Even for the most ardent bibliophiles among us, the urge to, er, enhance a text can be overpowering (there’s a reason that scrawled-on mustaches and devil horns are classics of junior-high self-expression). On October 22, when Simon & Schuster publishes Battle Bunny, written by Jon Scieszka (Trucktown) and Mac Barnett (Count the Monkeys), and illustrated by Matthew Myers (Clink), readers will learn what happens when a trio of children’s-book creators tries their hand at artful vandalism.

Let’s be clear: this is no ordinary picture book. The underlying story is a syrupy sweet, Little Golden Books-like tale called Birthday Bunny, about a rabbit whose forest friends seem to have forgotten his special day. (At the end they throw him a surprise party, to no one’s surprise except Bunny’s.) A boy named Alex, who has received the book as a birthday present from his grandmother, creates an entirely different story by scribbling over the original text, altering the illustrations, and adding a few spot drawings of his own. The resulting package is a wickedly funny story called Battle Bunny, about an evil cottontail with plans to take over the world.

To see Birthday Bunny's transformation into Battle Bunny, click here.

Sowing the Seeds of Destruction

The idea germinated in 2009 when Scieszka and Barnett were on their first tour together, promoting Scieszka’s Robot Zot! and Barnett’s Guess Again!. During the downtime between events, they took a sentimental book they had bought about a library cat and began to... alter it. “We took a Sharpie and drew lasers coming out of the cat’s eyes. We had him wanting to eat children,” Barnett recalled. “We just cracked ourselves up, both with the pictures and the text,” Scieszka continued. “And then we said, ‘We’re geniuses! But wait! We can’t do this to somebody’s book; they’d kill us!’ And then we said, ‘But oh! We could do the real book too!’ ” And that was the start of Battle Bunny.

It wasn’t until many months later that the project took flight. Scieszka and Barnett approached Justin Chanda, v-p and publisher of children’s trade imprints at S&S, with a copy of the defaced cat book. Chanda was sold on the idea immediately. “All they needed to say was, ‘We want to do a book where we take a classic picture book that’s sappy and saccharine and rewrite it like all boys are apt to do.’ And I said, ‘Absolutely.’ ” said Chanda.

The first draft of the Birthday Bunny manuscript came together over the course of an afternoon, according to its creators. “One working rule was that we couldn’t think about any given plot point for longer than 2.5 seconds – whatever came out of our reptile brains,” Scieszka said. The duo also wanted to be sure, Barnett added, “that it really worked on its own as a story. [It] had to feel like a real book and not like we were setting ourselves up for opportunities. At the end, we had a real story we would never write, but one a lot like what we see out there.”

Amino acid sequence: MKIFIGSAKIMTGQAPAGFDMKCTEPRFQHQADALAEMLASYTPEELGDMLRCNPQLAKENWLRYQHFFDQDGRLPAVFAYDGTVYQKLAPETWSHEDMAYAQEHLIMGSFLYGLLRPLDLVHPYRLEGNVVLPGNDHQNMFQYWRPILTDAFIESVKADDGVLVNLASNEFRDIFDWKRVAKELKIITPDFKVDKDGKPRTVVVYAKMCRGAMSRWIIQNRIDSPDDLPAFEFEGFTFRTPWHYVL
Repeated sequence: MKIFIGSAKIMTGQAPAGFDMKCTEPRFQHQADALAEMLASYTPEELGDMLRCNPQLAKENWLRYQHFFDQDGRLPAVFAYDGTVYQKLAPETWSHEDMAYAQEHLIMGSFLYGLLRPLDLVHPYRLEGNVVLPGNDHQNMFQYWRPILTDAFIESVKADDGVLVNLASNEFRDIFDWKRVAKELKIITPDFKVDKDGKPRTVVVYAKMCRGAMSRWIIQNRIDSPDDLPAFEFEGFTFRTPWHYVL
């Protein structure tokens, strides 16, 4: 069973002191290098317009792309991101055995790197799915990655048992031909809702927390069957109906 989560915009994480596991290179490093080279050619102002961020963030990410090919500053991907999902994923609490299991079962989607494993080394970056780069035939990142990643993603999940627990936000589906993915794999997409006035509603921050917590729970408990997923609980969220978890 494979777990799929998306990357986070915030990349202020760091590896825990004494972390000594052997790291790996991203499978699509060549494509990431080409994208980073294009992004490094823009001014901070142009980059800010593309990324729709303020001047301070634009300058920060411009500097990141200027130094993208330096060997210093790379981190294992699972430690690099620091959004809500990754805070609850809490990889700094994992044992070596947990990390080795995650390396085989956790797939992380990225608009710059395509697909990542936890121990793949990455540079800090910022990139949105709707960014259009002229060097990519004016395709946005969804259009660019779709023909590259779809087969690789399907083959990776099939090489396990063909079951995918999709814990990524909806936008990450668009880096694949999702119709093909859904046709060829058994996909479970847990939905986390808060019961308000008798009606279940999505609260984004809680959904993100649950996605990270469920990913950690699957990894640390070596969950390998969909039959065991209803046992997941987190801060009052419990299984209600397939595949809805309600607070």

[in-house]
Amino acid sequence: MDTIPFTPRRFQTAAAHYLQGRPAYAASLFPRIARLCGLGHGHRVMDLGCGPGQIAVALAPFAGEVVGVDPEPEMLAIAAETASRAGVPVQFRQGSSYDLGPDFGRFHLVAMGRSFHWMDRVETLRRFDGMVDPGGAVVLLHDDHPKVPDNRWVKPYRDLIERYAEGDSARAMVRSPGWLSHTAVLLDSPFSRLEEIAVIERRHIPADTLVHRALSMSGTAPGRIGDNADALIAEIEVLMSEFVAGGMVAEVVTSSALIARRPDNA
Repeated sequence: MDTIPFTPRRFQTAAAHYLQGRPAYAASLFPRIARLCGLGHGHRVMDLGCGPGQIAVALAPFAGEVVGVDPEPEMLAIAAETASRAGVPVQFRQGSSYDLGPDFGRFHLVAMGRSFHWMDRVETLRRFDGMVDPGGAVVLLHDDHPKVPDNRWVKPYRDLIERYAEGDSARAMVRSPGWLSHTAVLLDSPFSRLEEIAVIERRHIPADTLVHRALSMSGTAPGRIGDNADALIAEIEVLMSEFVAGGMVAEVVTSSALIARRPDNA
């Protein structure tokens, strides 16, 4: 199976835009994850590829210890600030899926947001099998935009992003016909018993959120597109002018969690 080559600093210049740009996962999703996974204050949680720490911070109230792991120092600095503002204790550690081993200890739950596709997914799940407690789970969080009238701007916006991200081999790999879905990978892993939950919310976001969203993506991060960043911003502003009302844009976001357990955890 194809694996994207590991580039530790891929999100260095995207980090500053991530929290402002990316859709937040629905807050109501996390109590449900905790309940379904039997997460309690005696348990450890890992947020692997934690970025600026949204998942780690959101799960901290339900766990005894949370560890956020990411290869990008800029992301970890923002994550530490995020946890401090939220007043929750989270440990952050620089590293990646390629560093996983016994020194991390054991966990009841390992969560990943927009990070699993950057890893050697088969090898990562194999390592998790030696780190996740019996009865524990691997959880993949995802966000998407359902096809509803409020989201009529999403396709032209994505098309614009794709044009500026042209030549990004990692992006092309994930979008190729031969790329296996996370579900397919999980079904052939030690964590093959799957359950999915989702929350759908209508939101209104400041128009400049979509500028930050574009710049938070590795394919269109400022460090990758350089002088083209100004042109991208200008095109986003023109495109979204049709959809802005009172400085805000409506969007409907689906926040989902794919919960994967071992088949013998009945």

Then, while Scieszka and Barnett went to town transforming Birthday Bunny into Battle Bunny, Chanda and Dan Potash, v-p and creative director at S&S Children’s Publishing, hunted for an illustrator. They needed an artist with an offbeat sensibility who wouldn’t mind doing what basically amounted to two complete books – or defacing his own art. They found a willing partner in Matthew Myers (A Is for Musk Ox; Tyrannosaurus Dad), and once he was on board, the real collaboration began. “The beauty of this is that everybody was involved. You have these authors who know so much about art, and then you have this artist who is really contributing to the captions and the text; everyone was an equal player on this,” Chanda recalled. “It all came from such an educated point of view, but then once we were free to do the book, it was a bunch of kids messing around. I have never experienced that before.”

The progression from manuscript and rough sketches to finished book took much longer than usual for a picture book because there were so many pieces to keep track of. First, both manuscripts had to be somewhat finalized. Then the Birthday Bunny artwork had to be painted by Myers, scanned by Potash, and joined in Photoshop with the paper created specifically for the book. The original Birthday Bunny text was then designed and added, printed onto card stock, and sent to Myers to deface using Alex’s words and drawings. Once the defaced spread was approved, the artwork was then rescanned, and sent back to Myers again for any minor adjustments. “I think we counted it at one point; this was like 10 or 11 steps!” Potash said.